On November 30, the Fed announced the release of its annual report on debit card transactions in 2015. The report is the fourth in a series to be published every two years pursuant to Section 920 of the Electronic Fund Transfer Act (EFTA). As in prior years, the 2015 report reflected that issuers’ costs of authorizing, clearing, and settling debit card transactions (excluding issuer fraud losses) varied greatly across respondents. Data compiled in the report estimates that debit-card fraud losses to all parties (merchants, cardholders, and issuers) increased by 44 percent from 2013 to an estimated total of $2.41 billion in 2015. The median covered issuer had average fraud prevention and data security costs of 1.9 cents per transaction.
In a letter sent to CFPB Director Richard Cordray on December 1, a group of Republican members of Congress expressed concern about the Bureau’s proposal regarding payday, vehicle title, and certain high-cost installment loans. The letter observes that CFPB’s proposal “attempts to further regulate an industry that is already highly regulated by nearly a dozen federal laws including the Truth in Lending Act, the Fair Credit Reporting Act, the Equal Credit Opportunity Act, and the Electronic Funds Transfer Act.” Specifically, the letter contends that the CFPB’s framework will effectively preempt existing statutory and regulatory frameworks and/or eliminate regulated small dollar credit products from the market, thereby leaving consumers without access to credit or forcing them to seek “riskier, illegal” forms of credit.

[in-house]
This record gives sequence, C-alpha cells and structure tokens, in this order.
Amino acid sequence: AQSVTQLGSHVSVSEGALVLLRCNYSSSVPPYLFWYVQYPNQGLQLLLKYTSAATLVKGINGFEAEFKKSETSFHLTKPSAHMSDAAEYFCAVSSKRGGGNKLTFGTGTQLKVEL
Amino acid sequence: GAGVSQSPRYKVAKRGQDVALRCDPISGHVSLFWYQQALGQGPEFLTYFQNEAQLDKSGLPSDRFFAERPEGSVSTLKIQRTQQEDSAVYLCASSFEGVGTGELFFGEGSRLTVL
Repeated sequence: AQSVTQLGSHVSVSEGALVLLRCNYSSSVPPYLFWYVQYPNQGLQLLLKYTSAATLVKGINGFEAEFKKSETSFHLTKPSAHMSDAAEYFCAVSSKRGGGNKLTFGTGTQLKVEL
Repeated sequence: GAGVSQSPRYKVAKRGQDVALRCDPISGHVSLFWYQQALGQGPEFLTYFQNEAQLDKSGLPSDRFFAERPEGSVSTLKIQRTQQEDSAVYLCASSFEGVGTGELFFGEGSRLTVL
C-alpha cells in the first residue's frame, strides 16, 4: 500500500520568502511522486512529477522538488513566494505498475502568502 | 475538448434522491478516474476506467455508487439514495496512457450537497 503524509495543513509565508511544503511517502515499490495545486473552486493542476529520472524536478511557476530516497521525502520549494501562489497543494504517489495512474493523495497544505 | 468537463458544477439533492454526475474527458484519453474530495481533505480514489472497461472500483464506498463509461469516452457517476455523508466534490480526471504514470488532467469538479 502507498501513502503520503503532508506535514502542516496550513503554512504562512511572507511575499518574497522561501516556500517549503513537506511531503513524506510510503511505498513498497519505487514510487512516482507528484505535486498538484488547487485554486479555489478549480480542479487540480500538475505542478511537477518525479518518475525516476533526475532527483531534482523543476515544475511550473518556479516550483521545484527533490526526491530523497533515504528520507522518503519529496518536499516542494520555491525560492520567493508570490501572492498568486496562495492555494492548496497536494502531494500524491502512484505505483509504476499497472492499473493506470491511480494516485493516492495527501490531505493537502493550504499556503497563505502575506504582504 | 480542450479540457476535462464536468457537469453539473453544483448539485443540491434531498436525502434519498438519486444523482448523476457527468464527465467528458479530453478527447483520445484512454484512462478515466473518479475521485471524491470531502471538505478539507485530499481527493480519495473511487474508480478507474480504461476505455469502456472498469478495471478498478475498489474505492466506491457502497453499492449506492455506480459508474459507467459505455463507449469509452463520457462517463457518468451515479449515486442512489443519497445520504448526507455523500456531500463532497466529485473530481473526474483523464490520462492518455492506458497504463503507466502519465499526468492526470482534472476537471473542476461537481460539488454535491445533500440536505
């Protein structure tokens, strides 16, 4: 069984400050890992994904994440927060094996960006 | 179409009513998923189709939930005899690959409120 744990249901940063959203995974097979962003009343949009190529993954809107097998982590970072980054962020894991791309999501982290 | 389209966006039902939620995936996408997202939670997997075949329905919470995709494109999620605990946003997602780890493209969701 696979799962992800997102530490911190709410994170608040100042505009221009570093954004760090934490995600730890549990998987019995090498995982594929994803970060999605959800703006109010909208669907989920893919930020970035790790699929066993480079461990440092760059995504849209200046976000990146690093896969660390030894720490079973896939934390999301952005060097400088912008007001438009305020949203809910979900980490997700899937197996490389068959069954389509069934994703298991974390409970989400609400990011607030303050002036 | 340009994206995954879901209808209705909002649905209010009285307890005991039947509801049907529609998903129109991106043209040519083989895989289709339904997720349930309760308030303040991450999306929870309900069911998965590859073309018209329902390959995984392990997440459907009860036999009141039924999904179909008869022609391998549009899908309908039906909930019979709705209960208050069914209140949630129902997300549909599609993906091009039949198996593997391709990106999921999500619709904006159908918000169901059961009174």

On July 14, the CFPB ordered a Delaware-based national bank to pay a $10 million civil penalty to settle allegations that its overdraft fee practices were deceptive and violated Regulation E of the Electronic Fund Transfer Act because the bank allegedly charged consumers overdraft fees in connection with ATM and one-time debit card transactions without obtaining their affirmative consent. The CFPB alleges that the bank incentivized sales representatives of a third-party telemarketing vendor to market its overdraft service through “Opt-in Call Campaigns.” According to the consent order, vendor representatives deviated from sales scripts approved by the bank and provided consumers with incomplete, inaccurate, or misleading information to persuade them to enroll in the overdraft service. The CFPB alleges that the bank failed to properly monitor the vendor and detect “widespread problems” throughout the Opt-in Call Campaigns, including, but not limited to: (i) enrolling consumers in the bank’s overdraft program without their consent; (ii) falsely advertising the overdraft program as free, when in fact consumers were charged $35 per overdraft; (iii) misleading consumers into believing they would be charged overdraft fees regardless of whether or not they signed up for the program, or telling consumers they would face additional charges if they opted out of the program; and (iv) falsely claiming that the purpose of the call was “not a sales call” but rather to let consumers know that the bank had changed its name. In addition to imposing a $10 million civil penalty, the consent order requires the bank to, among other things, (i) validate that all consumers who were enrolled in the program through its vendor wish to remain in the program; (ii) stop using a vendor to conduct the marketing of its overdraft service; and (iii) develop and implement a new or revised written policy to govern vendor management for Service Providers engaged in telemarketing of consumer financial products or services.